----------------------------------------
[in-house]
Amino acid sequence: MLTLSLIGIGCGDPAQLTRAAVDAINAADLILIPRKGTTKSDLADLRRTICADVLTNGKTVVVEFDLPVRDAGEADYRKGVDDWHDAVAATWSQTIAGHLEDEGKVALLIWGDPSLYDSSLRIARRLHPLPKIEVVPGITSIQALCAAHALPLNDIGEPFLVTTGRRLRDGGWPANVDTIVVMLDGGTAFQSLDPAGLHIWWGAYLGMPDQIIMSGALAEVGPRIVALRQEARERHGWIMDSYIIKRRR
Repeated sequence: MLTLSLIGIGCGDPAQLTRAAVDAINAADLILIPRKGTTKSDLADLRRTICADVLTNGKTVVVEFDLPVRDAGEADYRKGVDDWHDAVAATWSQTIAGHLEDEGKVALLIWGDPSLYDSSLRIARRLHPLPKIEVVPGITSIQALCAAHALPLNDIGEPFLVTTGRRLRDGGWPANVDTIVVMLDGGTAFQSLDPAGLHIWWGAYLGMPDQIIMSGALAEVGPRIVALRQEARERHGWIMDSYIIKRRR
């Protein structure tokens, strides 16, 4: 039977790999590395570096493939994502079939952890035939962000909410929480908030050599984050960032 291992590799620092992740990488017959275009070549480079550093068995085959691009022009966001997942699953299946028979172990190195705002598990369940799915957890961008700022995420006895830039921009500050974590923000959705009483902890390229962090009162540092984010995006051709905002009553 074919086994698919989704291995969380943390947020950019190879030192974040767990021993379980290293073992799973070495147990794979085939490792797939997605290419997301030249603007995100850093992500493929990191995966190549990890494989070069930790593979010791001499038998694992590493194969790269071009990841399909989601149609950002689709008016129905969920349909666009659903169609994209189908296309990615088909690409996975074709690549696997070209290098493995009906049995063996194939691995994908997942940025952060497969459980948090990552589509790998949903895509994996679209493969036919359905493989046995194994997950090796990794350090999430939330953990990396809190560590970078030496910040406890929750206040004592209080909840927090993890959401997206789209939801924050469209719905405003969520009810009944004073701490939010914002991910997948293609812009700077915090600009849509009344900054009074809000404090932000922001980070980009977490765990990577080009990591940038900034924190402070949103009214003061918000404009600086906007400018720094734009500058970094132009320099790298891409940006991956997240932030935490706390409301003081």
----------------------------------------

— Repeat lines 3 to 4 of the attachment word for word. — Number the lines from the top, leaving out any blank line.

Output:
Repeated sequence: MLTLSLIGIGCGDPAQLTRAAVDAINAADLILIPRKGTTKSDLADLRRTICADVLTNGKTVVVEFDLPVRDAGEADYRKGVDDWHDAVAATWSQTIAGHLEDEGKVALLIWGDPSLYDSSLRIARRLHPLPKIEVVPGITSIQALCAAHALPLNDIGEPFLVTTGRRLRDGGWPANVDTIVVMLDGGTAFQSLDPAGLHIWWGAYLGMPDQIIMSGALAEVGPRIVALRQEARERHGWIMDSYIIKRRR
């Protein structure tokens, strides 16, 4: 039977790999590395570096493939994502079939952890035939962000909410929480908030050599984050960032 291992590799620092992740990488017959275009070549480079550093068995085959691009022009966001997942699953299946028979172990190195705002598990369940799915957890961008700022995420006895830039921009500050974590923000959705009483902890390229962090009162540092984010995006051709905002009553 074919086994698919989704291995969380943390947020950019190879030192974040767990021993379980290293073992799973070495147990794979085939490792797939997605290419997301030249603007995100850093992500493929990191995966190549990890494989070069930790593979010791001499038998694992590493194969790269071009990841399909989601149609950002689709008016129905969920349909666009659903169609994209189908296309990615088909690409996975074709690549696997070209290098493995009906049995063996194939691995994908997942940025952060497969459980948090990552589509790998949903895509994996679209493969036919359905493989046995194994997950090796990794350090999430939330953990990396809190560590970078030496910040406890929750206040004592209080909840927090993890959401997206789209939801924050469209719905405003969520009810009944004073701490939010914002991910997948293609812009700077915090600009849509009344900054009074809000404090932000922001980070980009977490765990990577080009990591940038900034924190402070949103009214003061918000404009600086906007400018720094734009500058970094132009320099790298891409940006991956997240932030935490706390409301003081």